An Overview of the Scriptural teaching on Elders in Baptist Churches

This is the outline of a study for the church where I serve. I realize that in many traditions this is old hat but in some Baptist circles the question of whether a church should have elders is disputed. As I mention below, however, most Baptist churches function this way already, they simply call them “deacons.”

This is an outline. Feel free to email me for elaboration or clarification (or just questions) about this.

An excellent recent book (and the one I found most helpful) is 40 Questions About Elders and Deacons by Benjamin L. Merkle. I acknowledge here that it influenced this study greatly.

Should Churches Have Multiple Elders?

Below is a chart listing each mention of church elders in the NT. The columns on the right indicate whether or not the church mentioned in Scripture had “an elder” (one) or “elders” (a plurality).




Antioch (Acts 11:30)



Antioch, Iconium, Lystra, Derbe (Acts 14:23)



Jerusalem (Acts 15:2, 4, 6, 2, 23; 16:4)



Ephesus (Acts 20:17, 28; 1 Timothy 5:17)



The Churches of Crete (Titus 1:5)



Philippi (Phil. 1:1)



The Churches “scattered abroad” (James 5:15)



The Churches of Pontus, Galatia, Cappadocia, Asia, Bithynia (1 Pet. 5:1)



Churches of the Hebrews (Heb. 13:7, 17, 24; cf. 1 Thess. 5:12-13)



The few places where the word “elder” is used in the singular it is used (1) in the generic sense (e.g., 1 Tim. 3:2; cf. Titus 1:7); (2) self-referentially (e.g., 2 John 1; 3 John 1); or (3) to men who are older (Acts 2:17; 1 Tim. 5:1).

In short, there is no evidence that the churches of the New Testament had only one elder.

Daniel Wallace writes: “The argument from scripture is in fact so strong that most commentators today assume it.”

The preponderance of evidence from the NT supports the idea that churches of the Apostolic era had a plurality of elders.

It is true that nowhere does the New Testament command that churches have a plurality of elders, but shouldn’t we strive to be as close as possible to the example recorded in Scripture?

Elders in Baptist History

Historical accounts of Baptist Churches and Historic Baptist Confessions make clear that the earliest Baptist churches had a plurality of elders. They gradually disappeared in the 17th and 18th centuries.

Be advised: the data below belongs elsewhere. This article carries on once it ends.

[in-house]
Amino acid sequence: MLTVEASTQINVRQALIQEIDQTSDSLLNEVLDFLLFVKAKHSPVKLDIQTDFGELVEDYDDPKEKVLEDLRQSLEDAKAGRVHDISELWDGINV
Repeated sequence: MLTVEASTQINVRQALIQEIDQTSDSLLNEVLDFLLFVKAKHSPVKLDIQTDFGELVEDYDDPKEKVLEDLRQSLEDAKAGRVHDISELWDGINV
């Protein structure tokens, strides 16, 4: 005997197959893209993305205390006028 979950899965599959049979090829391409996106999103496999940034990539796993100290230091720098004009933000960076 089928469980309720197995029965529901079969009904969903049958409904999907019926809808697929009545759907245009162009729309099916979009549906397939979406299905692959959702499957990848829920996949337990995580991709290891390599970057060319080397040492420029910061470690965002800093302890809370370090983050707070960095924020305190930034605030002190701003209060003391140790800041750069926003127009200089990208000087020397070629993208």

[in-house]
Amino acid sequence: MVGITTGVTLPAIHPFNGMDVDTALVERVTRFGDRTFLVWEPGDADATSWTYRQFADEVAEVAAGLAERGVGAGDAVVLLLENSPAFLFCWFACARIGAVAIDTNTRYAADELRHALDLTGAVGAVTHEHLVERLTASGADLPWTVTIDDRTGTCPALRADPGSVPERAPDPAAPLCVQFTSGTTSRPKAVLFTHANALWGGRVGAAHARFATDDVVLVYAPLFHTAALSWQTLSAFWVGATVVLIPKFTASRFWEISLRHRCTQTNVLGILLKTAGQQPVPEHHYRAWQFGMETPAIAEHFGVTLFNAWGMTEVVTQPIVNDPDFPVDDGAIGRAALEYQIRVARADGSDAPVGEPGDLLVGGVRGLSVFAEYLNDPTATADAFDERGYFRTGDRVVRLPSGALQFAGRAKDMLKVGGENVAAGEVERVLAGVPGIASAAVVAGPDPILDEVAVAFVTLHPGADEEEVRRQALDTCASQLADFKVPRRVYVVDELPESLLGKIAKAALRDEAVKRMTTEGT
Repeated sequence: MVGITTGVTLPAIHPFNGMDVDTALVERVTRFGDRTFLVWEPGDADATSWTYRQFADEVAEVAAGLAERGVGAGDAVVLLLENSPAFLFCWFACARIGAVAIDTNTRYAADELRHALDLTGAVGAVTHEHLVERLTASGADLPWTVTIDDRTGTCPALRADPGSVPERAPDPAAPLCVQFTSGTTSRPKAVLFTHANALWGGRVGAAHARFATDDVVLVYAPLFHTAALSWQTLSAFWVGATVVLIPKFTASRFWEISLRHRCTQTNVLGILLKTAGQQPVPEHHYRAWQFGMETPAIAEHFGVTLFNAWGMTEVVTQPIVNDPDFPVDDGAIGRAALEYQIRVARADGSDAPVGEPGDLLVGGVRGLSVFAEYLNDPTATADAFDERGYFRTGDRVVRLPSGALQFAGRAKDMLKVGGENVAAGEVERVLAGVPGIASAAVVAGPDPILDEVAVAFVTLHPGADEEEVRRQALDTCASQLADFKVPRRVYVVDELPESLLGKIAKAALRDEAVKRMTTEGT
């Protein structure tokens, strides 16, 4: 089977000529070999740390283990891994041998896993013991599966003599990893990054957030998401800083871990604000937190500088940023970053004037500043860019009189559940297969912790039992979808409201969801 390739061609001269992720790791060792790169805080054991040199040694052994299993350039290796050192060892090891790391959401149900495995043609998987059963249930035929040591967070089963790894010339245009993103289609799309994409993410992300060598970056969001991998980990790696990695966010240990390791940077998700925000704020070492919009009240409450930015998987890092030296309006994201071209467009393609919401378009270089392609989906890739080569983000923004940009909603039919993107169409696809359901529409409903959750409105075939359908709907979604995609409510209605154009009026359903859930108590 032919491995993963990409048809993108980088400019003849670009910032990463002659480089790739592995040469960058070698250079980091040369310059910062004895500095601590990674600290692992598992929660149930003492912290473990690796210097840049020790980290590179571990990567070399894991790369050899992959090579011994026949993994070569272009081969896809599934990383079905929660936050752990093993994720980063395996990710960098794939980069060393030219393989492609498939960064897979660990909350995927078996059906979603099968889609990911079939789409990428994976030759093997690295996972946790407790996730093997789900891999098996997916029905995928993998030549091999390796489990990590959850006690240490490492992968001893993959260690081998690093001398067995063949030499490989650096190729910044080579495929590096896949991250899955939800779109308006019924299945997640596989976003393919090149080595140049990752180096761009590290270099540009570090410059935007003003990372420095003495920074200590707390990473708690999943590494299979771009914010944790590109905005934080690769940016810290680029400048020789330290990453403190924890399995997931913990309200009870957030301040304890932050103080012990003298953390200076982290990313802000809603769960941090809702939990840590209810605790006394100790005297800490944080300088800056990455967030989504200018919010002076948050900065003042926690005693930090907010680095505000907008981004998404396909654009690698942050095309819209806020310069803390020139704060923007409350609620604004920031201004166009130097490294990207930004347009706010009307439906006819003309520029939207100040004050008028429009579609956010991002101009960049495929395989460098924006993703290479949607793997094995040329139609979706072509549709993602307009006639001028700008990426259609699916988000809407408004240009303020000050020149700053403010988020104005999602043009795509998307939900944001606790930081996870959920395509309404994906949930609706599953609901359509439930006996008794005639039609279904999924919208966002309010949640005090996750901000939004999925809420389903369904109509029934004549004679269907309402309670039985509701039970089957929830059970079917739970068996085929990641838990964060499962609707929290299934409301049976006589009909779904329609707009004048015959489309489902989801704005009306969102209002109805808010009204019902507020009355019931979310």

Baptist churches who do not have elders often operate this way by default when the deacons fulfill the roles traditionally filled by elders.

Baptist Churches have traditionally valued congregational government in conjunction with leadership provided by a plurality of elders. The two are not mutually exclusive.

Benefits of Multiple Elders

A plurality of elders prevents the dictatorial rule of the solo or senior pastor seen in many Baptist churches.

A plurality of elders helps prevent moral or ethical failures at the top level of leadership.

A plurality of elders is consistent with the examples set by Jesus (who sent his disciples out two-by-two) and Paul who never served by himself and even included his companion’s names in the greetings of his epistles.

A plurality of elders enables the church to function in true community.

Qualifications and Responsibilities of Elders

The qualifications for elders are spelled out in the NT (1 Tim 3:1-7; Titus 1:5-9) and set standards for their character, commitment, capability and maturity.

The responsibilities of elders are spelled out in the NT and fall into two categories:

(1) The elders are to feed God’s Word and guard the church from error (Acts 20:28-32; Titus 1:10-11) by refuting error and silencing rebels.

(2) The elders are to provide leadership for (“rule over” – 1 Tim. 3:1; 5:17; Heb. 13:17; 1 Pet. 5:2) God’s congregation but not by compulsion, not for personal gain but instead with enthusiasm, and not by lording their authority over the congregation but by example (1 Peter 5:2-3).

Honor for the Elders

Elders who serve well are to receive honor from the congregation (1 Tim. 5:17). They are to be obeyed (Heb. 13:17). They are to be protected form frivolous accusations (1 Tim, 5:19).

Elders who serve well receive honor from the Lord (1 Peter 5:4).

About Michael R. Jones

Pastor and PhD candidate writing on Paul's theology of suffering.
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